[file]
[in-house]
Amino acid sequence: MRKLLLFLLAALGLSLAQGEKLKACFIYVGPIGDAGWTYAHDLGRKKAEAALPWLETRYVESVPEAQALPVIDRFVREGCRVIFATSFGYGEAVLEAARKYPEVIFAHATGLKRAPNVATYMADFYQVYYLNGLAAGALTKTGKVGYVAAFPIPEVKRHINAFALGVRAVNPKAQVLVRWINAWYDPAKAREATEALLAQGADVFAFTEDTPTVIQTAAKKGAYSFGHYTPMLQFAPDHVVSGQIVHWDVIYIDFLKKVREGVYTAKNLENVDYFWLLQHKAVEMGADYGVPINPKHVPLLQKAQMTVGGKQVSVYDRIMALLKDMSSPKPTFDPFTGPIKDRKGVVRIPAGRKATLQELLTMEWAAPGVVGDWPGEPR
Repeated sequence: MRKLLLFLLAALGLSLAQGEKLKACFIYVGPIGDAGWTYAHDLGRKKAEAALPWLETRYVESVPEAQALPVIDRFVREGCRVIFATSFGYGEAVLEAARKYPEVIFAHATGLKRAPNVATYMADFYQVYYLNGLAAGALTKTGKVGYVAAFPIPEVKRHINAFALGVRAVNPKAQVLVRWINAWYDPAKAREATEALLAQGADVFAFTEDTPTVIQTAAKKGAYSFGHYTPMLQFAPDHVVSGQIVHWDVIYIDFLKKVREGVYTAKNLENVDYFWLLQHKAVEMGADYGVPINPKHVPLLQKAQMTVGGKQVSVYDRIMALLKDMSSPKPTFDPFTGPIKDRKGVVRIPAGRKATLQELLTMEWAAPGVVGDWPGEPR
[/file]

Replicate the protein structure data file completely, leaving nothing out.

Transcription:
[in-house]
Amino acid sequence: MRKLLLFLLAALGLSLAQGEKLKACFIYVGPIGDAGWTYAHDLGRKKAEAALPWLETRYVESVPEAQALPVIDRFVREGCRVIFATSFGYGEAVLEAARKYPEVIFAHATGLKRAPNVATYMADFYQVYYLNGLAAGALTKTGKVGYVAAFPIPEVKRHINAFALGVRAVNPKAQVLVRWINAWYDPAKAREATEALLAQGADVFAFTEDTPTVIQTAAKKGAYSFGHYTPMLQFAPDHVVSGQIVHWDVIYIDFLKKVREGVYTAKNLENVDYFWLLQHKAVEMGADYGVPINPKHVPLLQKAQMTVGGKQVSVYDRIMALLKDMSSPKPTFDPFTGPIKDRKGVVRIPAGRKATLQELLTMEWAAPGVVGDWPGEPR
Repeated sequence: MRKLLLFLLAALGLSLAQGEKLKACFIYVGPIGDAGWTYAHDLGRKKAEAALPWLETRYVESVPEAQALPVIDRFVREGCRVIFATSFGYGEAVLEAARKYPEVIFAHATGLKRAPNVATYMADFYQVYYLNGLAAGALTKTGKVGYVAAFPIPEVKRHINAFALGVRAVNPKAQVLVRWINAWYDPAKAREATEALLAQGADVFAFTEDTPTVIQTAAKKGAYSFGHYTPMLQFAPDHVVSGQIVHWDVIYIDFLKKVREGVYTAKNLENVDYFWLLQHKAVEMGADYGVPINPKHVPLLQKAQMTVGGKQVSVYDRIMALLKDMSSPKPTFDPFTGPIKDRKGVVRIPAGRKATLQELLTMEWAAPGVVGDWPGEPR